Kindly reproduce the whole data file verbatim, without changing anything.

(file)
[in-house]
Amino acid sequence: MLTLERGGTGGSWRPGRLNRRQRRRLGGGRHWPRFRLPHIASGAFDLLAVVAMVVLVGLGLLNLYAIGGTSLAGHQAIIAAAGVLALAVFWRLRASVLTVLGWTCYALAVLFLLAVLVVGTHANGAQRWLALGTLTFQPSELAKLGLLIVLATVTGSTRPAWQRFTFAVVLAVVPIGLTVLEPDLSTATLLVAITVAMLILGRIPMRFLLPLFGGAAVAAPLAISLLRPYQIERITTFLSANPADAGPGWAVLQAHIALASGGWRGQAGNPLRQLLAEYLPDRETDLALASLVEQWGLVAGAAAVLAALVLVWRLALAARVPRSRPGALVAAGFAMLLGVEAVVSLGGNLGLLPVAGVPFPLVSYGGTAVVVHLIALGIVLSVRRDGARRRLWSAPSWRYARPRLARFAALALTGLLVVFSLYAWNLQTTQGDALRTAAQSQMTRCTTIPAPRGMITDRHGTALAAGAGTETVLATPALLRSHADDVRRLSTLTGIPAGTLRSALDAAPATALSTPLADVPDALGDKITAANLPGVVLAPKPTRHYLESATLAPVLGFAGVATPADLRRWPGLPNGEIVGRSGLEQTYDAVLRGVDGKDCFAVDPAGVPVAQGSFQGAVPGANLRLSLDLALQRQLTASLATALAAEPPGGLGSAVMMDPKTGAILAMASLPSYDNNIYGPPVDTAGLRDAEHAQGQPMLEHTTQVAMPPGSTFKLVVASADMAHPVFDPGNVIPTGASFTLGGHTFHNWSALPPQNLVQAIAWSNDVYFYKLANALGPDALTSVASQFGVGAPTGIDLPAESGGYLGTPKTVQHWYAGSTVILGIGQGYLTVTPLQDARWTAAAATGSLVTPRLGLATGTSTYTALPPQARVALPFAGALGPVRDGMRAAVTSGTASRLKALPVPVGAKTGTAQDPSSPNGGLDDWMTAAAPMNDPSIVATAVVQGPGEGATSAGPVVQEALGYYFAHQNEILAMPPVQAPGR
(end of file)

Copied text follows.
[in-house]
Amino acid sequence: MLTLERGGTGGSWRPGRLNRRQRRRLGGGRHWPRFRLPHIASGAFDLLAVVAMVVLVGLGLLNLYAIGGTSLAGHQAIIAAAGVLALAVFWRLRASVLTVLGWTCYALAVLFLLAVLVVGTHANGAQRWLALGTLTFQPSELAKLGLLIVLATVTGSTRPAWQRFTFAVVLAVVPIGLTVLEPDLSTATLLVAITVAMLILGRIPMRFLLPLFGGAAVAAPLAISLLRPYQIERITTFLSANPADAGPGWAVLQAHIALASGGWRGQAGNPLRQLLAEYLPDRETDLALASLVEQWGLVAGAAAVLAALVLVWRLALAARVPRSRPGALVAAGFAMLLGVEAVVSLGGNLGLLPVAGVPFPLVSYGGTAVVVHLIALGIVLSVRRDGARRRLWSAPSWRYARPRLARFAALALTGLLVVFSLYAWNLQTTQGDALRTAAQSQMTRCTTIPAPRGMITDRHGTALAAGAGTETVLATPALLRSHADDVRRLSTLTGIPAGTLRSALDAAPATALSTPLADVPDALGDKITAANLPGVVLAPKPTRHYLESATLAPVLGFAGVATPADLRRWPGLPNGEIVGRSGLEQTYDAVLRGVDGKDCFAVDPAGVPVAQGSFQGAVPGANLRLSLDLALQRQLTASLATALAAEPPGGLGSAVMMDPKTGAILAMASLPSYDNNIYGPPVDTAGLRDAEHAQGQPMLEHTTQVAMPPGSTFKLVVASADMAHPVFDPGNVIPTGASFTLGGHTFHNWSALPPQNLVQAIAWSNDVYFYKLANALGPDALTSVASQFGVGAPTGIDLPAESGGYLGTPKTVQHWYAGSTVILGIGQGYLTVTPLQDARWTAAAATGSLVTPRLGLATGTSTYTALPPQARVALPFAGALGPVRDGMRAAVTSGTASRLKALPVPVGAKTGTAQDPSSPNGGLDDWMTAAAPMNDPSIVATAVVQGPGEGATSAGPVVQEALGYYFAHQNEILAMPPVQAPGR